The provincial people in Wales, who are the poorest, owing to the sterility of the soil, have represented the impossibility of their fortunes sufficing for the payment of the required subsidies. In many places in England the people refuse to subscribe, so they have decided to send three privy councillors at a time, in order not to abandon things here entirely, each to his own government, to try and obtain signatures.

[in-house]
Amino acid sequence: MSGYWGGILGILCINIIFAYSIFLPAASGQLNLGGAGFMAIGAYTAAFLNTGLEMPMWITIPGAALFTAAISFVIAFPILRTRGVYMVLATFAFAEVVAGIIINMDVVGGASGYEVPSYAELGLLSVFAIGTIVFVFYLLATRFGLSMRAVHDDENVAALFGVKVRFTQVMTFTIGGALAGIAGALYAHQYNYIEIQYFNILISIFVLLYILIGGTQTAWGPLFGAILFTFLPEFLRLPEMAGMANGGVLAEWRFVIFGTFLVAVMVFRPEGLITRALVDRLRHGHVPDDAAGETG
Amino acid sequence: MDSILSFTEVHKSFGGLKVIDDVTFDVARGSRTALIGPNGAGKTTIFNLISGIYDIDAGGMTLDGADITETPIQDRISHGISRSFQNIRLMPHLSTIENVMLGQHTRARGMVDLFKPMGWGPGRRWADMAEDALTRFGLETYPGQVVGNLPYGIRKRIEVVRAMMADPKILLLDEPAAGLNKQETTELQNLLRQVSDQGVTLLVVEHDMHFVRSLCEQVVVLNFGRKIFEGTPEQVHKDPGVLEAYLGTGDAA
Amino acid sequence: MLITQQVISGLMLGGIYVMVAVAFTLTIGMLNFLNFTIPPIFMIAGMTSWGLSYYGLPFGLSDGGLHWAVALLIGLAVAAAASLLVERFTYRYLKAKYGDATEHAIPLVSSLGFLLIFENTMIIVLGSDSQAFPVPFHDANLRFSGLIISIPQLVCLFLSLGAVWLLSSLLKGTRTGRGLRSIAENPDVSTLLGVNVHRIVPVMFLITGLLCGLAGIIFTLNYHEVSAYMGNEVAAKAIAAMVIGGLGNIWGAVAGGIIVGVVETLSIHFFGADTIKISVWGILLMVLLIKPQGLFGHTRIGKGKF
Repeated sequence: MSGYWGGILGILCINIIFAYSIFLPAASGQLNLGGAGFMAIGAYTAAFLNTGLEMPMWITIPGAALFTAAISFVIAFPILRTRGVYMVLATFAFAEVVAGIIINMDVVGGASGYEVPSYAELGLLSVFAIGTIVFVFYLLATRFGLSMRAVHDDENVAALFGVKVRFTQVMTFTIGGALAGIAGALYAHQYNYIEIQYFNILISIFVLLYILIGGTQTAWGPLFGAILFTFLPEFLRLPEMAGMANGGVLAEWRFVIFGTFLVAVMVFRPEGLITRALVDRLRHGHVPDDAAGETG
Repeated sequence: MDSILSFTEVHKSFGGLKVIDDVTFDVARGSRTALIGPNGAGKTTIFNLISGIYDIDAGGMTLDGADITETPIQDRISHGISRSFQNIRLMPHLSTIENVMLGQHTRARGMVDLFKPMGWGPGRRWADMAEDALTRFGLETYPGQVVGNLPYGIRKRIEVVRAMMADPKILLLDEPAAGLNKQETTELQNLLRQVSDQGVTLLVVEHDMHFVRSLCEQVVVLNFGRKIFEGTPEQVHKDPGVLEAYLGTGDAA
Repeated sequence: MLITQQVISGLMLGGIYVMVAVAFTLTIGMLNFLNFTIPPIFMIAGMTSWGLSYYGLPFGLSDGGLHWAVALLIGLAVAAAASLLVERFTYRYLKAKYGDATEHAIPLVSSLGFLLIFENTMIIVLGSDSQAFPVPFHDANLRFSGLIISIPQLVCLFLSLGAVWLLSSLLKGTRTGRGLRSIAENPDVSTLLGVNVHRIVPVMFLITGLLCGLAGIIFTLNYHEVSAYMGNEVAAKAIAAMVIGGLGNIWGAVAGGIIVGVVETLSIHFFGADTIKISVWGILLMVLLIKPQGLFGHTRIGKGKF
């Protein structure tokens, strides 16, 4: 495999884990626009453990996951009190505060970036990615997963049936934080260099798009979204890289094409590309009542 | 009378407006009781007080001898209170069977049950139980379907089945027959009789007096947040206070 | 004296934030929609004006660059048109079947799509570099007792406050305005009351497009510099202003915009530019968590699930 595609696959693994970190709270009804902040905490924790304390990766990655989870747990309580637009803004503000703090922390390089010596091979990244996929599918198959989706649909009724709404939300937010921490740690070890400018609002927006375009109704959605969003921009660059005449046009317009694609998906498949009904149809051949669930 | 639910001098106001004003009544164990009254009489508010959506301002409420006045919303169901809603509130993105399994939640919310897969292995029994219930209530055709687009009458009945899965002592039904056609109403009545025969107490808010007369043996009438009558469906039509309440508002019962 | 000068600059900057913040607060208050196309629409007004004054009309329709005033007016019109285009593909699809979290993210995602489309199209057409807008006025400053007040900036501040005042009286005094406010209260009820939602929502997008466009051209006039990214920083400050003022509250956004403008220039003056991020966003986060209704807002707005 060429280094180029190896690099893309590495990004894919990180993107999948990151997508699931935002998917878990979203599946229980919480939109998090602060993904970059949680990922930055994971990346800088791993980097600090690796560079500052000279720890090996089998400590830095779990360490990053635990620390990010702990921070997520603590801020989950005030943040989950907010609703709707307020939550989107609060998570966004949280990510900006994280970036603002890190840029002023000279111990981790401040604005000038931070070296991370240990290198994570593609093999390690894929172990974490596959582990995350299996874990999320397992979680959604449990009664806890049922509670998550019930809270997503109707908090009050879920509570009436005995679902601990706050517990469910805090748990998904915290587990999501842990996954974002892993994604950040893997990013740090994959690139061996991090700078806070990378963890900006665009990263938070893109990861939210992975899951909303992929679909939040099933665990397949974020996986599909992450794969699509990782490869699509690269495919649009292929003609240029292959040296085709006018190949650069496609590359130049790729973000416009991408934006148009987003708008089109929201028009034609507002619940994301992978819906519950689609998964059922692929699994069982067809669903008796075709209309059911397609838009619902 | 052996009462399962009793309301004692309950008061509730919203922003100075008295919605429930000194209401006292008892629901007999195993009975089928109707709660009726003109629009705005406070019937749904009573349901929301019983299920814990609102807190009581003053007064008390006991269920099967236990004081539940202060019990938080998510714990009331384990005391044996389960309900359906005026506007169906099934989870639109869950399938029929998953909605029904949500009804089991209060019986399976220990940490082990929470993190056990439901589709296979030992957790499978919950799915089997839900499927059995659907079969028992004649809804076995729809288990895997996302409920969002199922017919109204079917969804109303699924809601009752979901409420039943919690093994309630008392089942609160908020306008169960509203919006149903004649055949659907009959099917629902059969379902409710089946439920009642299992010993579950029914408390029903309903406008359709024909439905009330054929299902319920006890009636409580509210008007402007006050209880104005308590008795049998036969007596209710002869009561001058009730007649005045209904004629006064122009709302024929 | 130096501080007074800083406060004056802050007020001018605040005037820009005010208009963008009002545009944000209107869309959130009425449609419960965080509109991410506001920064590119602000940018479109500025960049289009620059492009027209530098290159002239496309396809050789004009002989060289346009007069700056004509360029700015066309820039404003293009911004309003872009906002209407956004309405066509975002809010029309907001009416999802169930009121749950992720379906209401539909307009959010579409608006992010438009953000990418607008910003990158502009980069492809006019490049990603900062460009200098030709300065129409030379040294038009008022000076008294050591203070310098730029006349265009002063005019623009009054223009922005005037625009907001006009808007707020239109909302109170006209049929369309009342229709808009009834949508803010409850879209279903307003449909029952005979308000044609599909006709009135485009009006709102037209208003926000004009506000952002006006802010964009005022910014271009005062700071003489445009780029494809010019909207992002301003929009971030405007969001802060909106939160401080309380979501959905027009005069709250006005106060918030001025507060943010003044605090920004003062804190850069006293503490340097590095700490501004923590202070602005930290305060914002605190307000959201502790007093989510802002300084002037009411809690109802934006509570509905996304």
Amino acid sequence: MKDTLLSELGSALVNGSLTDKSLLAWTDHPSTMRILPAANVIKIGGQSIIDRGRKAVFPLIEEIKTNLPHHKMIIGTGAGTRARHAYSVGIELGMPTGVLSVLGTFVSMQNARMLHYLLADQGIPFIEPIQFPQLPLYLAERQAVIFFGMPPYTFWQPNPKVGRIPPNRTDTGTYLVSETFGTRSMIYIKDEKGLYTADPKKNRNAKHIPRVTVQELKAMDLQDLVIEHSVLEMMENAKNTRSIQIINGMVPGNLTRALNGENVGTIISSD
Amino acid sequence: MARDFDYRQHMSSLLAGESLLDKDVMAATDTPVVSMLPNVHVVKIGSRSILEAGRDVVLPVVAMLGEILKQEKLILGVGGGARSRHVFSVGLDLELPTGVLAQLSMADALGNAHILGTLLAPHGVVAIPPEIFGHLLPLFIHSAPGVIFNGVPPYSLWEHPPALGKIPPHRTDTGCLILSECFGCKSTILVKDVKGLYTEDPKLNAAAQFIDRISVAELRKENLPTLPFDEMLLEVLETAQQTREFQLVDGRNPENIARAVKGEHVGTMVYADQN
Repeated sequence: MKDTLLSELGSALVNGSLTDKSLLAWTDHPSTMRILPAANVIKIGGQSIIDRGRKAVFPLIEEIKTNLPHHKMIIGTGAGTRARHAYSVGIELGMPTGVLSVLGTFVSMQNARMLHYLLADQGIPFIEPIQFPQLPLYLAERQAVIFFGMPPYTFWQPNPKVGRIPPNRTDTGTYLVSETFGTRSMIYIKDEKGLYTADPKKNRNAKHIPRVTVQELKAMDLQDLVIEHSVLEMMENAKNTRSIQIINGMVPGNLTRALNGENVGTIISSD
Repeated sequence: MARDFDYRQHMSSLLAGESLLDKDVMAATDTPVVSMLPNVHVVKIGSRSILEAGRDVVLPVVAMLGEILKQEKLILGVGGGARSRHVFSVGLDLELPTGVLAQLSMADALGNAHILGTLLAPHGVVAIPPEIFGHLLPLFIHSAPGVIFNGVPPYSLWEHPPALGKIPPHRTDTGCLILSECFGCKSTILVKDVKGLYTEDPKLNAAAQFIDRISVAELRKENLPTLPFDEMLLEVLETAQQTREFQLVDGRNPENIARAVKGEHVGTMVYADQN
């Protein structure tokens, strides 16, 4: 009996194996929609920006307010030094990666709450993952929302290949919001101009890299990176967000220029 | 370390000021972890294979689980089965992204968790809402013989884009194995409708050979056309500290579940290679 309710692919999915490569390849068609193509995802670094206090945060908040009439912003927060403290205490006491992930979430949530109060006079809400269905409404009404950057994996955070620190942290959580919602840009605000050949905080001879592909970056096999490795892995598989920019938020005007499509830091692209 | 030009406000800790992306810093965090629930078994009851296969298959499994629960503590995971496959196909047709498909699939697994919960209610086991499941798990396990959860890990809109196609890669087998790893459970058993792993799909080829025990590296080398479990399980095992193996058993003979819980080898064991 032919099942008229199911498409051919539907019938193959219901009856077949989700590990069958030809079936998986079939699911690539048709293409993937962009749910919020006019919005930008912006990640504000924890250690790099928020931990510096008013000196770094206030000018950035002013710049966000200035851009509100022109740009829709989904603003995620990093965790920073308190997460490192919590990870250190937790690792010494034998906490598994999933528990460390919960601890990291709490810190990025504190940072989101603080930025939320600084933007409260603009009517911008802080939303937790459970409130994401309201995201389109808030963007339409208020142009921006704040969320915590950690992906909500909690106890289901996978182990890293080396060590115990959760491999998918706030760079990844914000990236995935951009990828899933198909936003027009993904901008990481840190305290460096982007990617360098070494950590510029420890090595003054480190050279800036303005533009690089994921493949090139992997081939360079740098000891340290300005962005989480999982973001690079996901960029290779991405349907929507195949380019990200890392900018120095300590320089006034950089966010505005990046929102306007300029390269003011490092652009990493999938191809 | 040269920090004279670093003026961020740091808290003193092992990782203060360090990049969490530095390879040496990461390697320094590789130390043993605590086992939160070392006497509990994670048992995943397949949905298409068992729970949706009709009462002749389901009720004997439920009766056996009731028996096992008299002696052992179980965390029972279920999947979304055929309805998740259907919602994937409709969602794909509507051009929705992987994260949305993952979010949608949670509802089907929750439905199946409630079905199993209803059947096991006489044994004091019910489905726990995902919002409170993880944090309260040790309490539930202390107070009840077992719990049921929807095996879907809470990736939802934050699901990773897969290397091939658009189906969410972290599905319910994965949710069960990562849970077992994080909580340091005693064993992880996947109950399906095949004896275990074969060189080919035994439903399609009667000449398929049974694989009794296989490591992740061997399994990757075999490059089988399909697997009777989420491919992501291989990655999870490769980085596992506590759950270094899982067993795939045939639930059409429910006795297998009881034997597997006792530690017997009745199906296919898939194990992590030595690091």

What matters most is that all the judges and lawyers, especially in London, while readily offering to pay their quota, refuse positively on the other hand to give their signatures, declaring it contrary to the laws of the realm, for the maintenance of which they take a solemn oath on assuming office. The affair is of consequence by reason of the scruples it may generate in the minds of all the lower classes, and on this account the king has already removed the Lord Chief Justice, confining him to his country seat, because being the first judge who was asked for his assent he refused it. (fn. 3) To the others he allowed a short time for reflexion and the announcement of their intention. Meanwhile, the Council assembles daily to find suitable remedies, with the assistance of the Archbishop of Canterbury, who has never attended it since the last parliament, owing to strained relations with the duke (per male sodisfationi con il duca). The king is above all anxious about this, as it will serve hereafter to justify the proceeding and establish a new fundamental law, putting an end to parliaments, to which he attaches much more importance than the mere disbursements, so that his object is evident and he will do his utmost to obtain it.